Abbas can’t reach a solution. Even if he were a real moderate, he would never sign on the dotted line. First, he would be shot by the Hamasnicks. Second, even if he wasn’t shot by the Hamasnicks, the deal would come unstuck because Hamas would send out suicide bombers and enrage the Israeli right. There are simply too many extremists; the moderates end up bowing to their will. This is what always happens when it comes to the crunch.
GNB: Was it then, a matter of a shift in focus — from a close-up look at the origins of the refugee problem, where you’re naturally feeling more sympathy for the Palestinian refugees, to the bigger picture, where it was not so easy to retain as much sympathy?
BM: Yes, maybe that’s true. The focus of my original work on the refugees, and then my subsequent book on the infiltration problem and the border wars, did look more narrowly at the Palestinians and the bad things that happened to them. And this, with any normal, decent person, would generate sympathy — so this is true. But when you look at the wider picture, you end up attributing to them a great deal of responsibility for what happened as well.
GNB: To return to the question of Palestinian rejectionism, Norman Finkelstein and Avi Shlaim have questioned the narrative you present, arguing that both the Palestinians and the Israelis did not accept the Clinton parameters.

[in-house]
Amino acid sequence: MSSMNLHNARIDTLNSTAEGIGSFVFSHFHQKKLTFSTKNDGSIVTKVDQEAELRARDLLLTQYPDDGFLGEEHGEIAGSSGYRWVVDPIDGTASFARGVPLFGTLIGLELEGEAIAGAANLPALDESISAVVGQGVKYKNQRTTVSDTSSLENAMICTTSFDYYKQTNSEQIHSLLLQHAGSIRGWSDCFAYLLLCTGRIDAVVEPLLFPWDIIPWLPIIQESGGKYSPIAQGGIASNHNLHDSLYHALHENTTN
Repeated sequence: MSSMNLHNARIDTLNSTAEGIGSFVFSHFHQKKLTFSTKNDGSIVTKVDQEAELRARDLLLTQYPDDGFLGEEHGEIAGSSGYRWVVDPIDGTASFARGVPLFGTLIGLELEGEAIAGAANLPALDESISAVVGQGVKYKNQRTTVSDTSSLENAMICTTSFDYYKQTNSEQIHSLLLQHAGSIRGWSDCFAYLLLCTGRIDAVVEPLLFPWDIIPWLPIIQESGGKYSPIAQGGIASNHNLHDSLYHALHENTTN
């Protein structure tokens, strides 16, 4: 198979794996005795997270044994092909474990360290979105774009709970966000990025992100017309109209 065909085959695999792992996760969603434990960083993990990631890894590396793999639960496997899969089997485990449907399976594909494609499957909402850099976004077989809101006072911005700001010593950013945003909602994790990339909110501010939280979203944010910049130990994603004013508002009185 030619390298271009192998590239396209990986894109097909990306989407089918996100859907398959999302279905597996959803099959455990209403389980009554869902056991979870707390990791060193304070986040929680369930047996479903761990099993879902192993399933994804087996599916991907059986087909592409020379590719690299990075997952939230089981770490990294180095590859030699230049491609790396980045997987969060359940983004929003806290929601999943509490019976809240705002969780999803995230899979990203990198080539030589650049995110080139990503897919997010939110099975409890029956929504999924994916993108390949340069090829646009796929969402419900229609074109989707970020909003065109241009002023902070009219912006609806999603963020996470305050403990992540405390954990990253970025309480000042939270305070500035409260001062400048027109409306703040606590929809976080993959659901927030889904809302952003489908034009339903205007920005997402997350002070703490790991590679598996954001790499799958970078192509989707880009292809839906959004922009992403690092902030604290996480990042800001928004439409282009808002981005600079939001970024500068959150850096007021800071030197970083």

BM: This is not true. The response by the PLO to the Clinton parameters, which was published and is on the internet, is essentially a complete dismissal of any compromise on the ‘right of return’, which is crucial—the Palestinians offered no conciliation.
On the matter of territories, they were vague and they certainly didn’t accept what Clinton outlined — 94 to 96 per cent of the West Bank, 100 per cent of the Gaza Strip, East Jerusalem — all of this is insufficient for them. The Temple Mount, where Clinton offered a number of different alternatives — Israeli-Palestinian condominium, the Arabs owning the Temple Mount surface, the Jews owning the interior — these are variations on a compromise. On these there was no give at all by Arafat.
Clinton in his autobiography, and Denis Ross in The Missing Peace, both insist that the Palestinian response was a total rejection of the Clinton parameters. Whereas Clinton said the Israeli response (which incidentally Israel didn’t publish, and the Americans never published, though most of it is in my book, One State Two States), was much, much closer to the details of the Clinton parameters. In other words, there were one or two things that Barak’s government wanted revised or re-discussed. They wanted more than 4-6 per cent of the West Bank — they wanted up to 8 per cent. But that was ‘up for discussion’. The same applied to the Temple Mount, and the sacred basin around the Old City. I don’t think Shlaim and Finkelstein are correct on this.